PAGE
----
firstname.lastname@example.org (Loren King)
The experiment which replicated hypothesized atmospheric
conditions on early earth, and generated simple proteins,
was first carried out by a Professor Miller at the University
of Chicago in 1953, I think (this is off the top of my
head, so the date may be wrong).
Two different senses of evolution have been stuck together in
1. Evolution as fact: features (traits, strategies) in populations
do change over time, and certain traits come to predominate.
2. Evolution as theory, i.e. the model that accounts for such changes in
populations by postulating a non-teleological mechanism by which
some traits come to predominate over time. This postulate is roughly
as follows: traits which allow an organism (or strategy) to be more
effective in pursuing its interests in a given environment will
become more frequent over time. Now, if "interest" is defined as
"perpetuating the genome" (i.e. number of offspring), then you also
have an explanation as to why these traits come to dominate: they
are more successful at reproducing themselves than others.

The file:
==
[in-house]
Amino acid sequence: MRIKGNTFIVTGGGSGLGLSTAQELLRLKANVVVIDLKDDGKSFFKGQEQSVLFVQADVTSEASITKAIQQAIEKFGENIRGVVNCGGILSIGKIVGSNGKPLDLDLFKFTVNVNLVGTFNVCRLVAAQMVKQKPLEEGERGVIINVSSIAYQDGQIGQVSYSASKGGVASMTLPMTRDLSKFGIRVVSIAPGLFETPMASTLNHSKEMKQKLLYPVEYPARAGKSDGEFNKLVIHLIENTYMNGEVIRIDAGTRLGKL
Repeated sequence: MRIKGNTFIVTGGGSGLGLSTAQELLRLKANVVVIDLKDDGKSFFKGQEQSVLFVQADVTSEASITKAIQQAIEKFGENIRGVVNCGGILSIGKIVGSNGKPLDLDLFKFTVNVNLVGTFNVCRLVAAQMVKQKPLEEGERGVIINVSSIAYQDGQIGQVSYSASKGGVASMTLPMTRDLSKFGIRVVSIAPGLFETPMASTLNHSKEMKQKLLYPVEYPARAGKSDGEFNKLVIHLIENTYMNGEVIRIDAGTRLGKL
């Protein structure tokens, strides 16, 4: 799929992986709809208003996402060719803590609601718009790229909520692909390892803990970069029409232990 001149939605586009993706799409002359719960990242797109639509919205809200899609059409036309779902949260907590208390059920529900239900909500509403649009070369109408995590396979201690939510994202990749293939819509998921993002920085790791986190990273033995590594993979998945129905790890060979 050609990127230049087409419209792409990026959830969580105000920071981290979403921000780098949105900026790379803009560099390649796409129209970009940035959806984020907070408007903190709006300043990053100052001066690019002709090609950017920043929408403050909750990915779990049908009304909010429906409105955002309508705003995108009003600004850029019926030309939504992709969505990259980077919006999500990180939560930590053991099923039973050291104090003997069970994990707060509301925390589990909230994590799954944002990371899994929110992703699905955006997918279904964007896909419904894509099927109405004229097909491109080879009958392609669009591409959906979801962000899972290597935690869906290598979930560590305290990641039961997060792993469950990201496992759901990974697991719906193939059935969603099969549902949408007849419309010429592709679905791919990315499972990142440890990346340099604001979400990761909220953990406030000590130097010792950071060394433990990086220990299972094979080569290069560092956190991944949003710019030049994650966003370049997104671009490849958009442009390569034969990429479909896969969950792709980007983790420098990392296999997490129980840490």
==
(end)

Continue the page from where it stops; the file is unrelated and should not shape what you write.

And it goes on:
So, in a really soggy, ambiguous sense, natural selection (not evolutionary
theory) replaces God, as you suggest. "The Will of God" is one possible
mechanism driving change in trait frequencies over time. "Natural selection,
however, avoids such a vague and untestable hypothesis by postulating that
the mechanismmdriving change is found among individuals and their ecosystem,
not beyond them.
Natural selection thus also replaces any other explanatory logic which
postulates a systemic purpose which transcends the individual. It pretty
much discounts Hegel and Marx, for instance, as well as Islam, and it
takes a pretty solid swipe at Lovelock's Gaia hypothesis as well
(although I think it is relatively unsuccessful in this last case).
Just a few thoughts.